A few weeks ago on Twitter, I commented that the stripper BFF never gets her own book. I was reading Jennifer L. Armentrout’s Fall With Me at the time, in which one of the heroine’s friends is a stripper. Although her purpose in the story was mainly to provide comic relief (along with key bits of wisdom), I loved her, and desperately want her story. Unfortunately for me, as another reader pointed out, stripper heroines are a hard sell.
But, as with just about everything in romance, sex worker heroines (and heroes!) do exist, and when done well, can make for an excellent story. But I’m greedy, and I want more. Here’s why:
There’s inherent conflict when writing a sex worker character, and it can lay the foundation for an intriguing story. Why are they a sex worker? How does her love interest feel about it? There are so many directions a story can take, and when done well, it can provide excellent conflict.
In Solace Ames’ The Companion Contract, for example, heroine Amy is a porn star and escort who takes a gig as an escort for a recovering addict rock star. The problem? She falls for his bandmate, who is technically her employer, and can’t navigate his stoic demeanor (Emanuel, you kill me). Sleeping with your client is one thing, but sleeping with your boss who is also your client’s close friend and caretaker is a whole mess of drama that I, as a reader, desperately crave.
But don’t be mistaken, just because a character’s work in the sex industry can provide conflict in a story doesn’t mean the character has to be inherently conflicted about their job or otherwise troubled (they of course can be, but there’s no default here). And don’t even get me started on sex worker heroines who need to be saved. The best novels I’ve read with sex workers are ones where the character is secure in themselves, their body and their choices. While Amy in The Companion Contract is contemplating a change of career, she doesn’t feel shame or regret in her job choice.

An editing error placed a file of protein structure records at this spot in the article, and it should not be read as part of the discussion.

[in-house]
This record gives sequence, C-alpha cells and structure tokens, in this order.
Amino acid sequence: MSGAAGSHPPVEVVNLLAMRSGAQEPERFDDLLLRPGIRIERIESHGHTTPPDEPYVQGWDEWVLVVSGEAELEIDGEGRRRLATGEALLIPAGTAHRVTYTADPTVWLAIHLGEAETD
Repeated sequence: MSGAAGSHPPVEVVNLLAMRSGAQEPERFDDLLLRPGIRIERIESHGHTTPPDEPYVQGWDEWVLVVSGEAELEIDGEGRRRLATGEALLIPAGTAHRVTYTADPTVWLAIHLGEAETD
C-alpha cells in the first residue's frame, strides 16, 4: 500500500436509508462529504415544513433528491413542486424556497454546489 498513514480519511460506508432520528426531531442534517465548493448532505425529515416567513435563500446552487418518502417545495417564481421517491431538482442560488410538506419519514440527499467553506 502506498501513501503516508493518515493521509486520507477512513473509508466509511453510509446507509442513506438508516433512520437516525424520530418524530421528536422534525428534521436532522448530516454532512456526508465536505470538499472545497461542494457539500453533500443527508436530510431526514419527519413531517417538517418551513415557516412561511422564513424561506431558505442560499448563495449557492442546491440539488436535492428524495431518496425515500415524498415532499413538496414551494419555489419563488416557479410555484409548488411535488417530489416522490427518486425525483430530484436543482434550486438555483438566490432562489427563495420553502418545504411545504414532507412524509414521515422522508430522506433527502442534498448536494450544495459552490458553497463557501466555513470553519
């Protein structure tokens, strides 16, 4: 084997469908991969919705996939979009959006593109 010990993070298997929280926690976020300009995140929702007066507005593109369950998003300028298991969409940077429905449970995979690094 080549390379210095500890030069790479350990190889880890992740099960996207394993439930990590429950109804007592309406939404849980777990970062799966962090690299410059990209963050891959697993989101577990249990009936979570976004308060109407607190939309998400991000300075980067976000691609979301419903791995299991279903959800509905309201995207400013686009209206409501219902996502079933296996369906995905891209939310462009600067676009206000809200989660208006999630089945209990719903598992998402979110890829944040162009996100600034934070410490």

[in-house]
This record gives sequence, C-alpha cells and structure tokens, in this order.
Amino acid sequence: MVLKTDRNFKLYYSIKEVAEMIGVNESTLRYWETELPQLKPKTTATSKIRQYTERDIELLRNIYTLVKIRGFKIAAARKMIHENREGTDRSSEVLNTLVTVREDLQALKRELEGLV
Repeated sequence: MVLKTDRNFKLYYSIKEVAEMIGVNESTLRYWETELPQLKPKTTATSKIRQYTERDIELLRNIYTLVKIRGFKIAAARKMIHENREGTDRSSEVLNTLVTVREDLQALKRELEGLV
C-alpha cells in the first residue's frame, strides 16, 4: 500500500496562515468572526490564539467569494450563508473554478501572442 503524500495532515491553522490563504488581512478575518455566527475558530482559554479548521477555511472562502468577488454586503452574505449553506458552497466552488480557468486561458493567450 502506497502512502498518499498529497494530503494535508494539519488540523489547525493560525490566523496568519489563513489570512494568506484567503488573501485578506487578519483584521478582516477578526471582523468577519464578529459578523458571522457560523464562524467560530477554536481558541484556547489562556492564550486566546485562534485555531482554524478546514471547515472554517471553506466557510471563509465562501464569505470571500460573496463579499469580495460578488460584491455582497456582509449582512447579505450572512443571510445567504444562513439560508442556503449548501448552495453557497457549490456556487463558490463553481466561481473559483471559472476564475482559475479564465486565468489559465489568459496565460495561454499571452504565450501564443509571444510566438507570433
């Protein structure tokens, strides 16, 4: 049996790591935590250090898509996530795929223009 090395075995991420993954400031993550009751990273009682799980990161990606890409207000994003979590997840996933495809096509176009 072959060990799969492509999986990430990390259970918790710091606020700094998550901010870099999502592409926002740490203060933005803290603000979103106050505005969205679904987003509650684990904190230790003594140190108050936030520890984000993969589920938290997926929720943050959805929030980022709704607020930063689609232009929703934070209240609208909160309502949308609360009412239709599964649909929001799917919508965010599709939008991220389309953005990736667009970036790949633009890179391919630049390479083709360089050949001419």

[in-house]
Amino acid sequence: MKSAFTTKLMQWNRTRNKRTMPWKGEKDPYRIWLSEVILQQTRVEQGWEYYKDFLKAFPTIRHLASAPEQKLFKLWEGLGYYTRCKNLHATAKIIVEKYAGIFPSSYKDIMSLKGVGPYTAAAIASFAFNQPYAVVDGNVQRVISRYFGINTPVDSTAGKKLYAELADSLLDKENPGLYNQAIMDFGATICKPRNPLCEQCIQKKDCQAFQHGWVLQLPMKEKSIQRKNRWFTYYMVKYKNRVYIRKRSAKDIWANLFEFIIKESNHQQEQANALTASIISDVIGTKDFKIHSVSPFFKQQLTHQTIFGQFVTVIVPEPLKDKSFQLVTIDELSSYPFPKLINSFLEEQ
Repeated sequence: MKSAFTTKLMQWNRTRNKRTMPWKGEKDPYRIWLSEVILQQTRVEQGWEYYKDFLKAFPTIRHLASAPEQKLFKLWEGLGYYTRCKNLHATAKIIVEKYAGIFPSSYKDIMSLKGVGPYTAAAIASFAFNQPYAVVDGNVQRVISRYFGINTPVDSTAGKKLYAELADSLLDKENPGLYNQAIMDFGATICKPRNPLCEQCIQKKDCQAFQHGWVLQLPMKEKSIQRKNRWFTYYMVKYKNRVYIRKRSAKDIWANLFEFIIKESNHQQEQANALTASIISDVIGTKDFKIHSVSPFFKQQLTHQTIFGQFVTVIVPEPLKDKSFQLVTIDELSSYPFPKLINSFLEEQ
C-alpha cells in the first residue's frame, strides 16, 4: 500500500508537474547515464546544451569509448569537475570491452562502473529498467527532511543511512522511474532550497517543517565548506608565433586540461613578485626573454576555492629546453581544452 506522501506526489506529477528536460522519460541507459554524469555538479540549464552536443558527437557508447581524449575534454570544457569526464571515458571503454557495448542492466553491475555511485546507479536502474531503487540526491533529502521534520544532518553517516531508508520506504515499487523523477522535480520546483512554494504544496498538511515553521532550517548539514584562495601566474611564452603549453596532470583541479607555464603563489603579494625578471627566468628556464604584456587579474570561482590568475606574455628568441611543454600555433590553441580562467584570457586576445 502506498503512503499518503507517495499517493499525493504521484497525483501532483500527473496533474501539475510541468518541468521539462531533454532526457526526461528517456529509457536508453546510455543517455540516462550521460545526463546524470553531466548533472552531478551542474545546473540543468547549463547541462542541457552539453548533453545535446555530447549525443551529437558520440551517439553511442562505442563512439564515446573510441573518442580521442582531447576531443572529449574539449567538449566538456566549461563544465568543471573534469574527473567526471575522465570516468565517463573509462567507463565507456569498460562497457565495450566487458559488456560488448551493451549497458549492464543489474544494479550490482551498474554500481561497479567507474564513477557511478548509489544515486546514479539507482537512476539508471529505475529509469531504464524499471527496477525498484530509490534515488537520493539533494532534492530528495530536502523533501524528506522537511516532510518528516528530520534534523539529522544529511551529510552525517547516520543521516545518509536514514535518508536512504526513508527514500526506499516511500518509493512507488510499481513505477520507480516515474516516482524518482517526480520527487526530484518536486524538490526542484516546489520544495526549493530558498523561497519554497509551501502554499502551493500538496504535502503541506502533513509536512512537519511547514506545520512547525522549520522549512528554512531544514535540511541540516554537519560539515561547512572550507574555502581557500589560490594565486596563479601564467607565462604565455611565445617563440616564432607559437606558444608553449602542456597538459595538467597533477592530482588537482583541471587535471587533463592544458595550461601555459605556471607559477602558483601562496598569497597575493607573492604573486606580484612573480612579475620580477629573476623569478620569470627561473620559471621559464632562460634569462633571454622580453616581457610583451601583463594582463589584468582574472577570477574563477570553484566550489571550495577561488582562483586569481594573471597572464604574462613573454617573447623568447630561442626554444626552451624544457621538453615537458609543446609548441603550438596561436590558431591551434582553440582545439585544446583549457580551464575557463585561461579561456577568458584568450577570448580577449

And do you think Nora Sutherlin, the pro Domme from Tiffany Reisz’s Original Sinners series, feels shameful about her profession? I am actually laughing as I type this, because NO. She owns it, and readers love her for it.
Romance readers are voracious, and after a few hundred (thousand) books you start to get sick of seeing the same things, especially in contemporary-set romance. The heroine owns a bakery, she’s a vet, a lawyer, a teacher, a publicist, etc. Those are all jobs that many people have and that’s all well and good, but some people also sell their bodies for a living, and that’s a valid occupation, too.
Readers are pushing for more diverse fiction, and if writers and publishers are listening it will hopefully mean that we’ll begin seeing more varied characters in our books, including (maybe, hopefully, please) more sex workers.
Time to be real: sex is fun to read about! And not just the act itself, but everything else that goes along with it.
The Girl in 6E (I will never stop talking about this book, sorrynotsorry.) is a really good example of a book featuring a sex worker heroine where the sex acts weren’t especially tantalizing (quite the opposite, they’re emotionless and clinical, as they should be if you’re describing a cam girl’s day-to-day), but it’s the logistics of her job, the heroine’s relationships with her clients and how she thinks about her work that made this book unputdownable.
These details are what can potentially set a book apart from other boilerplate erotica.
While I’d like to see more female sex workers in romance, I’m aware there are plenty of male sex worker characters, too. Author Shae Connor has a list of romances featuring sex workers (male and female, M/F, M/M, etc.), and my few additions are below (following her format of including the type of sex work in the book). If you think of more, please let me know!
The Companion Contract by Solace Ames (heroine is a porn star and escort).
The Original Sinners series by Tiffany Reisz (heroine is a professional Domme, one of the characters owns a sex club and a strip club) – I highly recommend “The Mistress Files” novella in this series.
The Girl in 6E by A.R. Torre (heroine is a cam girl, romantic but not strictly a romance)
Three Hard Lessons by Nikki Sloane (heroine is an escort)